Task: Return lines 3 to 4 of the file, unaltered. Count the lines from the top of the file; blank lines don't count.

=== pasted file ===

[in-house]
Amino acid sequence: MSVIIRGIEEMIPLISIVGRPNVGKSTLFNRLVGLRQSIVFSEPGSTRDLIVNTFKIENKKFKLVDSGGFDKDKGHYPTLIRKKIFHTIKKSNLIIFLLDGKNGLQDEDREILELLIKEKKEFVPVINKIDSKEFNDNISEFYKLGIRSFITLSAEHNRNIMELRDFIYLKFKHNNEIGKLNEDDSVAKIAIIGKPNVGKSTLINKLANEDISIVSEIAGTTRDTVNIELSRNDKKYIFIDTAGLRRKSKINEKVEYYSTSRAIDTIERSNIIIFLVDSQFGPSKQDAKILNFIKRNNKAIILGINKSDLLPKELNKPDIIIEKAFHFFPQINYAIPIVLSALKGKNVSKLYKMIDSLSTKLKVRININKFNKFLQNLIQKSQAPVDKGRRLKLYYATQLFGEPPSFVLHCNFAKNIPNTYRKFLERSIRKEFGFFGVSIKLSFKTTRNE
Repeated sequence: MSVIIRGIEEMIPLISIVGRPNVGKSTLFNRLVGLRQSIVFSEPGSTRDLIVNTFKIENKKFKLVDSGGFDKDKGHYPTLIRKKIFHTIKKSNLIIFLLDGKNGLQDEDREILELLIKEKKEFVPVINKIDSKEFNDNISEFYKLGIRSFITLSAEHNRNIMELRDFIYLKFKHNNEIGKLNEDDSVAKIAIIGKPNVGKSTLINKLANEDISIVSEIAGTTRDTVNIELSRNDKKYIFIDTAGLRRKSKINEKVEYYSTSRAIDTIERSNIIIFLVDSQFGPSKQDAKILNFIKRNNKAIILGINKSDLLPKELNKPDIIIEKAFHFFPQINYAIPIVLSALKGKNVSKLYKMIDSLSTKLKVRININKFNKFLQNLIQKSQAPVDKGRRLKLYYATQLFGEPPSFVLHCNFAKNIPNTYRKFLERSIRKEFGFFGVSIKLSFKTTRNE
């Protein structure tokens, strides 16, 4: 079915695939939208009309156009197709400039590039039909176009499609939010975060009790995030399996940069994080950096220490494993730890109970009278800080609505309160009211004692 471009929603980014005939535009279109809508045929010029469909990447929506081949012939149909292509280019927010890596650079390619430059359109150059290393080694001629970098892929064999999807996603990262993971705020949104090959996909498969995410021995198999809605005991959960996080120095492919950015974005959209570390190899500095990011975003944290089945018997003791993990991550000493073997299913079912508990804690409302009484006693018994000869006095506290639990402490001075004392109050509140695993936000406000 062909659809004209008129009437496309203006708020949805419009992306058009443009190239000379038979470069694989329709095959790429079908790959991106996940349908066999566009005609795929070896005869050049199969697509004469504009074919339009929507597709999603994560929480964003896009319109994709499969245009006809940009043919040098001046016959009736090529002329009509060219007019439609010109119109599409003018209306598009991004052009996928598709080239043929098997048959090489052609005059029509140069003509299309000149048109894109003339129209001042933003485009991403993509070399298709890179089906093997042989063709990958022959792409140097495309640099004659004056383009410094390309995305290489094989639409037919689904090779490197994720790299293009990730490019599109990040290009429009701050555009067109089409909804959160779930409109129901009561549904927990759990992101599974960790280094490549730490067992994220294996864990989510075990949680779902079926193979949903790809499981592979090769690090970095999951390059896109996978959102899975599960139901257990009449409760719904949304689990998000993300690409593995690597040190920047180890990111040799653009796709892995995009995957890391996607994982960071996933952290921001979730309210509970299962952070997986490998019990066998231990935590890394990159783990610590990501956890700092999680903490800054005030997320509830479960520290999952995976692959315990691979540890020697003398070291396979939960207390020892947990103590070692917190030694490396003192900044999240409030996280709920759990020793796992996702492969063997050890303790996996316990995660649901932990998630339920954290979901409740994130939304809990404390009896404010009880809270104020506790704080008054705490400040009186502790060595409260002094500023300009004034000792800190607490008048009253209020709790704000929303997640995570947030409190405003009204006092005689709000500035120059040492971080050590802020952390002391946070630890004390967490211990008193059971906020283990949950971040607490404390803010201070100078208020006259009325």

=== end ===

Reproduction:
Repeated sequence: MSVIIRGIEEMIPLISIVGRPNVGKSTLFNRLVGLRQSIVFSEPGSTRDLIVNTFKIENKKFKLVDSGGFDKDKGHYPTLIRKKIFHTIKKSNLIIFLLDGKNGLQDEDREILELLIKEKKEFVPVINKIDSKEFNDNISEFYKLGIRSFITLSAEHNRNIMELRDFIYLKFKHNNEIGKLNEDDSVAKIAIIGKPNVGKSTLINKLANEDISIVSEIAGTTRDTVNIELSRNDKKYIFIDTAGLRRKSKINEKVEYYSTSRAIDTIERSNIIIFLVDSQFGPSKQDAKILNFIKRNNKAIILGINKSDLLPKELNKPDIIIEKAFHFFPQINYAIPIVLSALKGKNVSKLYKMIDSLSTKLKVRININKFNKFLQNLIQKSQAPVDKGRRLKLYYATQLFGEPPSFVLHCNFAKNIPNTYRKFLERSIRKEFGFFGVSIKLSFKTTRNE
């Protein structure tokens, strides 16, 4: 079915695939939208009309156009197709400039590039039909176009499609939010975060009790995030399996940069994080950096220490494993730890109970009278800080609505309160009211004692 471009929603980014005939535009279109809508045929010029469909990447929506081949012939149909292509280019927010890596650079390619430059359109150059290393080694001629970098892929064999999807996603990262993971705020949104090959996909498969995410021995198999809605005991959960996080120095492919950015974005959209570390190899500095990011975003944290089945018997003791993990991550000493073997299913079912508990804690409302009484006693018994000869006095506290639990402490001075004392109050509140695993936000406000 062909659809004209008129009437496309203006708020949805419009992306058009443009190239000379038979470069694989329709095959790429079908790959991106996940349908066999566009005609795929070896005869050049199969697509004469504009074919339009929507597709999603994560929480964003896009319109994709499969245009006809940009043919040098001046016959009736090529002329009509060219007019439609010109119109599409003018209306598009991004052009996928598709080239043929098997048959090489052609005059029509140069003509299309000149048109894109003339129209001042933003485009991403993509070399298709890179089906093997042989063709990958022959792409140097495309640099004659004056383009410094390309995305290489094989639409037919689904090779490197994720790299293009990730490019599109990040290009429009701050555009067109089409909804959160779930409109129901009561549904927990759990992101599974960790280094490549730490067992994220294996864990989510075990949680779902079926193979949903790809499981592979090769690090970095999951390059896109996978959102899975599960139901257990009449409760719904949304689990998000993300690409593995690597040190920047180890990111040799653009796709892995995009995957890391996607994982960071996933952290921001979730309210509970299962952070997986490998019990066998231990935590890394990159783990610590990501956890700092999680903490800054005030997320509830479960520290999952995976692959315990691979540890020697003398070291396979939960207390020892947990103590070692917190030694490396003192900044999240409030996280709920759990020793796992996702492969063997050890303790996996316990995660649901932990998630339920954290979901409740994130939304809990404390009896404010009880809270104020506790704080008054705490400040009186502790060595409260002094500023300009004034000792800190607490008048009253209020709790704000929303997640995570947030409190405003009204006092005689709000500035120059040492971080050590802020952390002391946070630890004390967490211990008193059971906020283990949950971040607490404390803010201070100078208020006259009325």